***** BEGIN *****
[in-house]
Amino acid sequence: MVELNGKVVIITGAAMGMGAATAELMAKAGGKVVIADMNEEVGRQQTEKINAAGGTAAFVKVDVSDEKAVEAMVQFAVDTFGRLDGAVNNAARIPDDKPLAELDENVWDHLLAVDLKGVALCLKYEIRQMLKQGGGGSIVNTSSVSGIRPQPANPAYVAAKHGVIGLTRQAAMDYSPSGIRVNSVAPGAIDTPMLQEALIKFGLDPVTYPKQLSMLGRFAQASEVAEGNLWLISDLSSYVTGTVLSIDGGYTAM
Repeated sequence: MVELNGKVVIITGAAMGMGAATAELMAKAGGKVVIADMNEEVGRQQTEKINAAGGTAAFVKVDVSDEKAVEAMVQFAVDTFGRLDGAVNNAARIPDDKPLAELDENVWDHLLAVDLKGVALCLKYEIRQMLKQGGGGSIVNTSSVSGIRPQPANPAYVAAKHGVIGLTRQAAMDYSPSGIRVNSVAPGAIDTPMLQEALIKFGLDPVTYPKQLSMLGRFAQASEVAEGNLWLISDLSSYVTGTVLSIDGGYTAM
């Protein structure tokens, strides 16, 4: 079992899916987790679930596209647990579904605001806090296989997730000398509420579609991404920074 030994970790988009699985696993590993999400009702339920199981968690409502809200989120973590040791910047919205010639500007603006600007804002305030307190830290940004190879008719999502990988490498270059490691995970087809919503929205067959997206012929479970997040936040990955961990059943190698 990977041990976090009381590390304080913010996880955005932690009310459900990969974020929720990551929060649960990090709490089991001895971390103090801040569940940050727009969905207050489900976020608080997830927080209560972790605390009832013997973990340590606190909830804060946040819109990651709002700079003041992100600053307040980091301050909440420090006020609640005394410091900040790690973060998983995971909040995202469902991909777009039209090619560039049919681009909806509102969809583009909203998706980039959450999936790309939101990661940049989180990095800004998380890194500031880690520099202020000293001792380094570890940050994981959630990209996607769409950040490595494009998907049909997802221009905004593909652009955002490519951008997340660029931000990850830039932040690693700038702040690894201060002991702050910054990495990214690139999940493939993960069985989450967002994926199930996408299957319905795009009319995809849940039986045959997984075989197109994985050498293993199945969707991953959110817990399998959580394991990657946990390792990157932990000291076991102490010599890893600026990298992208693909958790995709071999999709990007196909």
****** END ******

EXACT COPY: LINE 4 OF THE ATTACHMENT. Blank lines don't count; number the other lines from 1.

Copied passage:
């Protein structure tokens, strides 16, 4: 079992899916987790679930596209647990579904605001806090296989997730000398509420579609991404920074 030994970790988009699985696993590993999400009702339920199981968690409502809200989120973590040791910047919205010639500007603006600007804002305030307190830290940004190879008719999502990988490498270059490691995970087809919503929205067959997206012929479970997040936040990955961990059943190698 990977041990976090009381590390304080913010996880955005932690009310459900990969974020929720990551929060649960990090709490089991001895971390103090801040569940940050727009969905207050489900976020608080997830927080209560972790605390009832013997973990340590606190909830804060946040819109990651709002700079003041992100600053307040980091301050909440420090006020609640005394410091900040790690973060998983995971909040995202469902991909777009039209090619560039049919681009909806509102969809583009909203998706980039959450999936790309939101990661940049989180990095800004998380890194500031880690520099202020000293001792380094570890940050994981959630990209996607769409950040490595494009998907049909997802221009905004593909652009955002490519951008997340660029931000990850830039932040690693700038702040690894201060002991702050910054990495990214690139999940493939993960069985989450967002994926199930996408299957319905795009009319995809849940039986045959997984075989197109994985050498293993199945969707991953959110817990399998959580394991990657946990390792990157932990000291076991102490010599890893600026990298992208693909958790995709071999999709990007196909």